Photo Credit: Flickr/edwardkimukThe word connoisseur is thrown around too easily these days. Knowing how to sniff brandy, aerate your red wine, or distinguish between East and West Coast oysters is simply a matter of taste. Likewise, knowing the joys of nibbling on small squares of 70% dark chocolate with a hint of sea salt does not an expert make. It makes a true appreciator of the finer things in life; it makes a savvy tastemaker. If you’re vying to upgrade from bystander to real connoisseur (from social chocolate-lover to official taste-tester), it’s time to go behind the scenes.
Everyone knows by now that Switzerland and Belgium hold proverbial gold medals in chocolate making. And any chocolate-eater worth their weight in… well, chocolate, has likely graduated from the days of Hershey’s and Cadbury to a smaller-batch, fair trade, organic chocolatier by now. But how many serious choco-lovers have ventured to factories across the globe for tours, lessons in cacao history, and all-important taste-tests?
Click here for the 10 Chocolate Factories to Explore Around the World Slideshow
Well, the good news is that not all the worthwhile tours are in Europe — there are U.S. based factories, too, that churn out rich, bitter, fantasy-inducing chocolates and they give just as fascinating tours. Theo’s Chocolates in Seattle and Mast Brothers in Brooklyn, for example, are leaders of organic, mouth-watering chocolate producing in the U.S. and they open their doors to curious (read: desperate) visitors on a regular basis.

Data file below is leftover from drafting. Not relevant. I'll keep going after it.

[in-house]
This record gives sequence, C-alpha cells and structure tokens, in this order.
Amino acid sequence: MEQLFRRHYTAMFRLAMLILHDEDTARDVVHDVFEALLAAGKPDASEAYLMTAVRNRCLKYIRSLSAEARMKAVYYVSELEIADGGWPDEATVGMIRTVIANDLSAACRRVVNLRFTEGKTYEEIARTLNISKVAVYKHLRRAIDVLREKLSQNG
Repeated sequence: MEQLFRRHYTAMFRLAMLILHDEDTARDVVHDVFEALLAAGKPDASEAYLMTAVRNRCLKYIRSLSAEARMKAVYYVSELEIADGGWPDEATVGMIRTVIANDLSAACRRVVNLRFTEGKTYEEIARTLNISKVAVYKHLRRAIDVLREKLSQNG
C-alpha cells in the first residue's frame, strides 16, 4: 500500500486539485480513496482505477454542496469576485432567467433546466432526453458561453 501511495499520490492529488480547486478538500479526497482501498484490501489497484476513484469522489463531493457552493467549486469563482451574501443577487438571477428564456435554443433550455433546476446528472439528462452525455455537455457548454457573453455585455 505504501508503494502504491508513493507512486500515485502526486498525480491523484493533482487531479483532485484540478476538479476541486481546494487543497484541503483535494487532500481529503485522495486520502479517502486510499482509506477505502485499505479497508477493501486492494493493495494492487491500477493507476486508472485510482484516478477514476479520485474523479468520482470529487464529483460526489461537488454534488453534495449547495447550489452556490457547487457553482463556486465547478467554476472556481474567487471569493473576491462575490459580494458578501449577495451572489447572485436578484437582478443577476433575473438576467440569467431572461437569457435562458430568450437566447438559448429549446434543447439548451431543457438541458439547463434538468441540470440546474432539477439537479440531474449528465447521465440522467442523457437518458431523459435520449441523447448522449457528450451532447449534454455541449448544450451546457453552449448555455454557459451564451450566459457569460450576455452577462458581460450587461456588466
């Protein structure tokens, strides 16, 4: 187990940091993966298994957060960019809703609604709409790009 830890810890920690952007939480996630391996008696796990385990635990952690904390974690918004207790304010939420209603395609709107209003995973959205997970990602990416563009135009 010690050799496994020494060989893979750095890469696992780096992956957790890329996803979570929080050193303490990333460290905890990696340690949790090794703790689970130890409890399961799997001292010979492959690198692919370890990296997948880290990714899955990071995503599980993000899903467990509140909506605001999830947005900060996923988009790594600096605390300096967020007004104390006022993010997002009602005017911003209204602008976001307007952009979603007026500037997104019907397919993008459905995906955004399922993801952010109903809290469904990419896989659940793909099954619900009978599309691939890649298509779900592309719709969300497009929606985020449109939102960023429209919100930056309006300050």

As is only right, some of the most luxuriating, traditional chocolatiers in Switzerland and Belgium have hour-long factory tours, delving into the history of chocolate and into the processes of making truffles, chocolate bars, and special treats. Confiserie Sprüngli in Zürich and Maison Callier in Broc-Gruy?re are among the most sumptuous tours you can take.
With factories that welcome guests from San Francisco to Australia, there are ample opportunities to distinguish yourself as a true connoisseur. Just try not to look pityingly on at passersby who are still unwrapping Twix bars and Kit Kats. They know not what they do.
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